But now, continued expansion of investment can only be achieved by credit injections and rising debt. And that lays the basis for either poor productivity growth or a debt crisis, or both in the next decade. The answer, according to these experts, is that China should reduce its investment ratio (successful in boosting the economy) and switch to raising consumption and expanding service industries.
You might ask, how successful have capitalist economies been while their investment ratios have fallen back and consumption has dominated? Not at all. So this all smacks of the crude Keynesian view that it is consumption that drives investment and growth, not vice versa. And behind this is also the ideological aim to reduce China’s state sector domination and push for a service sector dominated by capitalist enterprises (including foreign ones), particularly in banking and finance.
I have presented the arguments against this consumption model in a previous post on China, so I won’t repeat them here. Suffice it to say that they don’t hold water. Indeed, as Arthur Kroeber, head of research at Gavekal Dragonomics, has put it: “Is China fading? In a word, no. China’s economy is in good shape, and policymakers are exploiting this strength to tackle structural issues such as financial leverage, internet regulation and their desire to make technology the main driver of investment.” Kroeber echoes my view (as above) that: “On a two-year average basis, China is growing at about 5 per cent, while the US is well under 1 per cent. By the end of 2021 the US should be back around its pre-pandemic trend of 2.5 per cent annual growth. Over the next several years, China will probably keep growing at nearly twice the US rate.”
So there is no reason for China to abandon its growth model based on state-led investment in technology to compensate for the decline its workforce.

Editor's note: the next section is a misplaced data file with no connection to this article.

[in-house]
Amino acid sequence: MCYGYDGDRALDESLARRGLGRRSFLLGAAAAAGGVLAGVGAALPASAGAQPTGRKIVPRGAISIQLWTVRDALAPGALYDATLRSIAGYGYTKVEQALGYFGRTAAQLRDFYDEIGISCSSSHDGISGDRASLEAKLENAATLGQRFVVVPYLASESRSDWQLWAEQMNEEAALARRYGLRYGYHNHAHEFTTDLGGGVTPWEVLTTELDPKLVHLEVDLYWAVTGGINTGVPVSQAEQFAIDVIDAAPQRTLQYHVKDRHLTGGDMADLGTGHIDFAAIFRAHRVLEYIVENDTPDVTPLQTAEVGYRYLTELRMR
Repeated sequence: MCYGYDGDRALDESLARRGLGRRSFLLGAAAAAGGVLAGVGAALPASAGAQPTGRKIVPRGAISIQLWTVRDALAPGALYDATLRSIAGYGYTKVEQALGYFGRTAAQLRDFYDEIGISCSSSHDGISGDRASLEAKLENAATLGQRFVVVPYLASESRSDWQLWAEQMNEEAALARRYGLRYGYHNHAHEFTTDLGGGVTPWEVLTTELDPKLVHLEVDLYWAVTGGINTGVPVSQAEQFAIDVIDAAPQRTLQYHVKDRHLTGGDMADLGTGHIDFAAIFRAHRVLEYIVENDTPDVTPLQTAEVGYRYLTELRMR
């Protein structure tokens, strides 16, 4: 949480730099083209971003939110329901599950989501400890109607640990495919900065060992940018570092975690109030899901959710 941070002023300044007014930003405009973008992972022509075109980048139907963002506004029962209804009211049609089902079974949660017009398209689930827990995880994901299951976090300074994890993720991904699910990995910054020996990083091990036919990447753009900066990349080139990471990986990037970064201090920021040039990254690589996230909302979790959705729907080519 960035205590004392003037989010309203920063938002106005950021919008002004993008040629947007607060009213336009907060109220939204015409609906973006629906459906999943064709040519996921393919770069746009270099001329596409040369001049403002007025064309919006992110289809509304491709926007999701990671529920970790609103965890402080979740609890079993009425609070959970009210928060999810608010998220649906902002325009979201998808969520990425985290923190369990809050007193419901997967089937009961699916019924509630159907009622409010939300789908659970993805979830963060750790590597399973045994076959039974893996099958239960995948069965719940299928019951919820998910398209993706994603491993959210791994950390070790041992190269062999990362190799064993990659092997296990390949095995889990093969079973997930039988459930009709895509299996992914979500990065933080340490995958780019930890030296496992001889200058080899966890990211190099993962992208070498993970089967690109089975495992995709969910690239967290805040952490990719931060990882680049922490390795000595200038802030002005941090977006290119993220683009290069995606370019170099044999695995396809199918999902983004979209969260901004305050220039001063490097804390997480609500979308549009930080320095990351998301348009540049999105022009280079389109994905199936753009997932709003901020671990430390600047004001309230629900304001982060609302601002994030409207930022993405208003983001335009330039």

It has been the reason for its high productivity growth compared to the West in the last few decades and will continue to be so, as long as the government does not buckle to the siren words of the Western experts. Those siren words have already led to the further opening-up of the financial sector to foreign companies and an increasing reliance of portfolio capital flows (namely financial investment) rather than productive investment. Since 2017, foreign investors have tripled their holdings of Chinese bonds and now own about 3.5 per cent of the market. Equity inflows have been comparable. That makes for an increased risk of a financial bust and damage to China’s productivity performance.
The move to investment in technology rather than heavy industry and infrastructure is key to China’s sustainable growth rate and to reducing the rise in greenhouse gas emissions, where China is now the world leader.
According to a recent report by Goldman Sachs, China’s digital economy is already large, accounting for almost 40% of GDP and fast growing, contributing more than 60% of GDP growth in recent years. “And there is ample room for China to further digitalize its traditional sectors”. China’s IT share of GDP climbed from 2.1% in 2011Q1 to 3.8% in 2021Q1. Although China still lags the US, Europe, Japan and South Korea in its IT share of GDP, the gap has been narrowing over time. No wonder, the US and other capitalist powers are intensifying their efforts to contain China’s technological expansion.